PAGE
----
Samsung built the Galaxy Fold on the incredibly cool idea of a phone that can fold to fit in your pocket, but it ended up being a bust. More than half of the units sent to reviewers before the release broke because Samsung failed to mention that leaving the screen protector on was a must.

After reworking and improving the design, Samsung eventually released a new version of the Fold, but it’s proven difficult to recover after alienating so many thought leaders in the industry.

The biggest lesson is to wait to reveal tech until it’s ready. If you send out review units with major design flaws to the people who will arguably make or break your product sales, you’re setting your brand up for failure. Getting those influential early adopters on board early makes all the difference.

Maximilian Wühr, CGO and Co-Founder, FINN


The failure of Solyndra, a silicon-based solar panel manufacturer, serves as a cautionary tale for tech companies. Despite having a promising product and significant investment, the company failed to adjust its strategy to changing market conditions and eventually filed for bankruptcy.

To avoid a similar fate, companies should thoroughly research the market and understand their competition before launching a product. Having a solid and flexible business strategy is key to success, as market conditions can change unexpectedly. Solyndra’s failure highlights the importance of careful planning and a willingness to adapt.

Dilruba Erkan, Consultant, Character Calculator

Nike’s Magneto Sunglasses

Nike introduced a line of sunglasses called Magneto that flopped. Since athletes often complain that sweat causes their sunglasses to slip, Nike’s sunglasses came with the request that users glue magnets to their temples.

In short, the public opted out. The lesson here is that more often than not, a product that asks something of the consumer in order for said product to work will probably fail. Think about what you offer, not how you and the consumer can create something together. That’s not a wise sales method.

Kenneth Lin, CEO, BOOP Bakery


The browser wars were a major tech story of the 1990s, with Netscape and Microsoft’s Internet Explorer duking it out for market control. Netscape, founded in 1994, won early users with its sleek design and useful features like tabbed browsing. But by 1998, Microsoft had released a version of IE that was now bundled with Windows, and Netscape’s market share had plummeted to around 20%.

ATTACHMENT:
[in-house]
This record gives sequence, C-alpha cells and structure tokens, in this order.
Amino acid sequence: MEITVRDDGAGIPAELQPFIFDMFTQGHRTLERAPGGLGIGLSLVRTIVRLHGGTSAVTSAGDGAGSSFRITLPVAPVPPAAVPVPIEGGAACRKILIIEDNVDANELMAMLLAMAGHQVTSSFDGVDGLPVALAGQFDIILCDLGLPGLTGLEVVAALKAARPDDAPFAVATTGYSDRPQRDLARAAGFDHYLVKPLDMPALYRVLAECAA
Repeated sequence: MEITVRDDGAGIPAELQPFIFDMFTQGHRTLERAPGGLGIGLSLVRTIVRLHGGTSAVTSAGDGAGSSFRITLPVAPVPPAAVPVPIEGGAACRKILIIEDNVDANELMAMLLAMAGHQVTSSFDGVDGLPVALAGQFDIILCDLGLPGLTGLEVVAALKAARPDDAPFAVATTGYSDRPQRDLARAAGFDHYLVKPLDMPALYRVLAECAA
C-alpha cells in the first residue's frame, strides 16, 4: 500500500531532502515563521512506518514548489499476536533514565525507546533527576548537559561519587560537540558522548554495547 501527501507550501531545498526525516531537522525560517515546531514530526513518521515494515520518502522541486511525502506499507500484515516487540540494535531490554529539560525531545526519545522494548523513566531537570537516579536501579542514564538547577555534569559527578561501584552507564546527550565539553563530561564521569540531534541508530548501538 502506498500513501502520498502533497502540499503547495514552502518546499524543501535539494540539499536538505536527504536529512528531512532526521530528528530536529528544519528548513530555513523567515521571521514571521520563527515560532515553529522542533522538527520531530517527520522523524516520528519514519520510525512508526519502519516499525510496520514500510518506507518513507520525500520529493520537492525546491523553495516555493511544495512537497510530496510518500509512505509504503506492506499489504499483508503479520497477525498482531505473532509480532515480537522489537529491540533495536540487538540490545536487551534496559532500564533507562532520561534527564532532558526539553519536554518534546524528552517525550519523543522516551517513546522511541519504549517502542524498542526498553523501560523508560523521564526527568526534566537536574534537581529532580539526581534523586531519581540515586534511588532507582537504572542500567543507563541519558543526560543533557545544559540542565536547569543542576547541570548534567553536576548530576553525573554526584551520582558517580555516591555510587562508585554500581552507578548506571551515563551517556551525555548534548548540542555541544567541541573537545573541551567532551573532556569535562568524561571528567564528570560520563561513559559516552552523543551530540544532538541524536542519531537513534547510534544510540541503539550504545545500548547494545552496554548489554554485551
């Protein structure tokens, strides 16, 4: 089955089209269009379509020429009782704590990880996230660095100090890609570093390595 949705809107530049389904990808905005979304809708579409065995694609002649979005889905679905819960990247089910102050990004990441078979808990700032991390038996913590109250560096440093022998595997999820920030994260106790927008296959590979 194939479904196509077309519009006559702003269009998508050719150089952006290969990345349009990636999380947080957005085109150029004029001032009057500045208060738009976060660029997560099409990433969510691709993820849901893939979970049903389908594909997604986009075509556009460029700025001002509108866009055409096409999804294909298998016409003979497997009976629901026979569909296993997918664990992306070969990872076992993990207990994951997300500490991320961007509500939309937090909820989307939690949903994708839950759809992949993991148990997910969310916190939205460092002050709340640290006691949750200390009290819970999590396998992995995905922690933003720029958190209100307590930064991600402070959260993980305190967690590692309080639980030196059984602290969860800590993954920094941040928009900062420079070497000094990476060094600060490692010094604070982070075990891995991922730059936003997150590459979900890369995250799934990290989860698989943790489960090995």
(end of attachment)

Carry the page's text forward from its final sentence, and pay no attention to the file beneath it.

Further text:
Netscape’s parent company, AOL, eventually sold the browser to Mozilla in 2003, and they officially phased it out the following year. Microsoft’s IE survived until 2015, when a new version of Edge replaced it.

From this tech failure, we can learn that innovation is essential and that staying on top of consumer trends can make or break a product. Companies must also remain agile to keep up with the ever-changing tech landscape to stay ahead of the competition.

Gary Gray, CFO, Coupon Chief

Mobile ESPN

According to a famous book written about the goings-on at the World Wide Sports Leader, the president at ESPN got to meet Steve Jobs in 2006, at which time Jobs said to him, “Your phone is the dumbest (expletive) idea I have ever heard.” He was referring to Mobile ESPN, which still goes down as the most expensive failure in ESPN history.

Before the iPhone was invented, and while flip phones were cutting-edge technology, ESPN tried to revolutionize mobile service by introducing a phone that gave fans up-to-the-second sports updates. Users had to buy a clunky phone and weren’t going to shell out $100 per month on top of the cost of the phone just to have a device that gave them baseball scores.

It was a sign to the market that people wanted to use phones for more than sports. However, when smartphones were introduced to the world, ESPN was ready because they had a digital foundation already in place.

Juan Pablo Cappello, Co-Founder and CEO, Nue Life